Sexual violence is a psychologically, emotionally and physically damaging experience that can lead to post-traumatic stress disorder, depressive thoughts, even suicide.

The recent sexual assault and harassment charges that have surfaced against producer Harvey Weinstein are shedding light on sexual violence in the entertainment industry. But beyond the realm of Hollywood, these allegations bring awareness to an even greater issue: The endemic of sexual violence.

Sexual violence is about seeking power through violation of a person’s boundaries. Weinstein was a man of great authority and power in Hollywood, and he exploited that power to foster a culture of silence around his abuse. It has taken years for victims to finally step forward, and it has been a challenge to bring criminal allegations against the producer.

This begs the question: How does justice for sexual assault survivors look outside of Hollywood?

In September, US Secretary of Education Betsy DeVos rescinded Obama-era guidelines for setting standards of proof in campus sexual assault cases. The Obama-era reforms — referred to as Dear Colleague letters — were established in 2011 and called for college campuses to use a “preponderance of the evidence” in determining a student’s culpability for sexual assault. Issued by the Office for Civil Rights (OCR), Dear Colleague letters also required schools to allow accusers to appeal not-guilty findings and strongly discouraged cross examination of accusers. This was an effort to encourage victims and survivors of campus sexual assault to come forward.

The Trump administration’s decision sets a dangerous precedence for perpetrators and discourages survivors from speaking out against their attackers.

As a graduate student at the USC Suzanne-Dworak Peck School of Social Work, I am impassioned to advocate on behalf of colleagues who are survivors or at-risk for sexual assault on campus.

Campus sexual assaults are on the rise nationwide, and USC is no exception. Per USC crime statistics in the “Security and Fire Safety Report 2017,” the number of reported sexual offenses increased by 29 percent from 2014 to 2016.

According to the report “Rape and Sexual Assault: A Renewed Call to Action” issued in 2014 by the White House Council on Women and Girls, 1 in 5 women are subject to sexual assault while in college.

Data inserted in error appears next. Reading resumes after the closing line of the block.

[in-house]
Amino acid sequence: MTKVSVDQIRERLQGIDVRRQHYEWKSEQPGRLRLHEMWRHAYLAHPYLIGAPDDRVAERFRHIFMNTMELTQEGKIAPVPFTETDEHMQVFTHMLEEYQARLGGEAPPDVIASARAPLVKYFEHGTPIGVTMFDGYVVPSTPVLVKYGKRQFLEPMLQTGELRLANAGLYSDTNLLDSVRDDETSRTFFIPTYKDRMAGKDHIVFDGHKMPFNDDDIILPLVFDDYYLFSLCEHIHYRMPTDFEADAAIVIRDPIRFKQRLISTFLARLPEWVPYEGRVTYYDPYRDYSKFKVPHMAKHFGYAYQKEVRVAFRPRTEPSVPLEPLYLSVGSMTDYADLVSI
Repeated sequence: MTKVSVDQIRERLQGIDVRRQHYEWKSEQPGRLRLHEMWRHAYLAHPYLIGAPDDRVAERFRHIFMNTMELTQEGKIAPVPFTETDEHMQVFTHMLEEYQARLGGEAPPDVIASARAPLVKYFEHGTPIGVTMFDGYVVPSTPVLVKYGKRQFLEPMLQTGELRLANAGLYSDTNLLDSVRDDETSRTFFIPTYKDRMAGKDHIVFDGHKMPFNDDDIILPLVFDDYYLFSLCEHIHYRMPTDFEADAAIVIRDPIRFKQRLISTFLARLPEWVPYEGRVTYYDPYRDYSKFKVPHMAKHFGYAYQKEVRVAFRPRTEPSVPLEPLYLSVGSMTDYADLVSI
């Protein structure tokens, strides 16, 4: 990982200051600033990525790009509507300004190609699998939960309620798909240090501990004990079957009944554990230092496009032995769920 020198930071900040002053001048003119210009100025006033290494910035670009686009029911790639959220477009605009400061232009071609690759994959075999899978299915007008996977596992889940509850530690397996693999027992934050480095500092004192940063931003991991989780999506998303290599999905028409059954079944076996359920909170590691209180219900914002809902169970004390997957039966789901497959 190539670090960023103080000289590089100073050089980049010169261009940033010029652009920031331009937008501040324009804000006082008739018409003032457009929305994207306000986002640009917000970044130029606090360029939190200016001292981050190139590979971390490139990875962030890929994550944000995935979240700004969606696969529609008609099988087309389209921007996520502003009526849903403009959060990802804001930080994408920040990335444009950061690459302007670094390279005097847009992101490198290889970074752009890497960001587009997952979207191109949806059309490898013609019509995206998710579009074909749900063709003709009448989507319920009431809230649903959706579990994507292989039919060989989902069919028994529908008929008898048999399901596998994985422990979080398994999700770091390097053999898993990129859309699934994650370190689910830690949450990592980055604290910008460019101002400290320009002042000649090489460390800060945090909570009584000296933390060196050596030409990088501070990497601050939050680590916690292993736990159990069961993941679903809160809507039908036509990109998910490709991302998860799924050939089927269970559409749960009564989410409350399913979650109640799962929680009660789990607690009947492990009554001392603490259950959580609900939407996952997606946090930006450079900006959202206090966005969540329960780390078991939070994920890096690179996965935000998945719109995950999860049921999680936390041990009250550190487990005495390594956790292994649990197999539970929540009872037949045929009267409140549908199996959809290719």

It should be noted that sexual assault and sexual violence are not just issues experienced by heteronormative women. Twenty-one percent of transgender, genderqueer, non-conforming (TGQN) college students experience sexual assault, according to 2015’s “Association of American Universities Campus Climate Survey on Sexual Assault and Sexual Misconduct.”

A 2015 report issued by the National Center for Education Statistics called “Crime and Safety on College Campuses” shows a 15 percent rise in the number of reported forcible sex crimes from 2011 to 2012. The fact that Dear Colleague was initiated in April 2011 suggests that more victims were empowered to come forward and report as a result of the letter.

The Education Department’s decision to rescind Dear Colleague letters diminishes all of the progress it set out to make. 

Upon rescinding Dear Colleague guidelines, the administration urged colleges to set their own standards for evidence, even encouraging them to raise these standards to “clear and convincing evidence.” Proponents cite anecdotes of falsely accused students, but these outliers contribute to the myth of high instances of false sexual assault reporting.

The reality is that the overwhelming majority of sexual assaults are never reported, and even fewer reports are confirmed to be false.

According to “The National Crime Victimization Survey,” only 344 out of every 1,000 sexual assaults are reported to police. Per the “Female Victims of Sexual Violence” report issued by the US Department of Justice, 20 percent of victims of sexual violence did not report to police, citing fear of retaliation, while 13 percent believed the police would do nothing to help. The meta-analysis, “Assessing Police Classifications of Sexual Assault Reports: A Meta-Analysis of False Reporting Rates,”  which reviewed false reporting rates, found confirmed false reports to be 5 percent.

It is unfortunate that false reports occur, but we should not let these rare instances undermine the bigger picture. Campus sexual assault is a prevalent issue, and survivors need our support in attaining justice.

According to the “National Crime Victimization Survey,” out of every 1000 rapes, 994 perpetrators will walk free. Dear Colleague sets forth the opportunity to hold more perpetrators accountable and send the message that sexual violence will not be tolerated on school campuses.

No system is perfect, but Dear Colleague brings us one step forward in attaining justice for campus sexual assault survivors.

Ask Betsy DeVos to keep students safe and enforce Title IX by signing a petition at 

Contact Emily Ma at or care of this paper at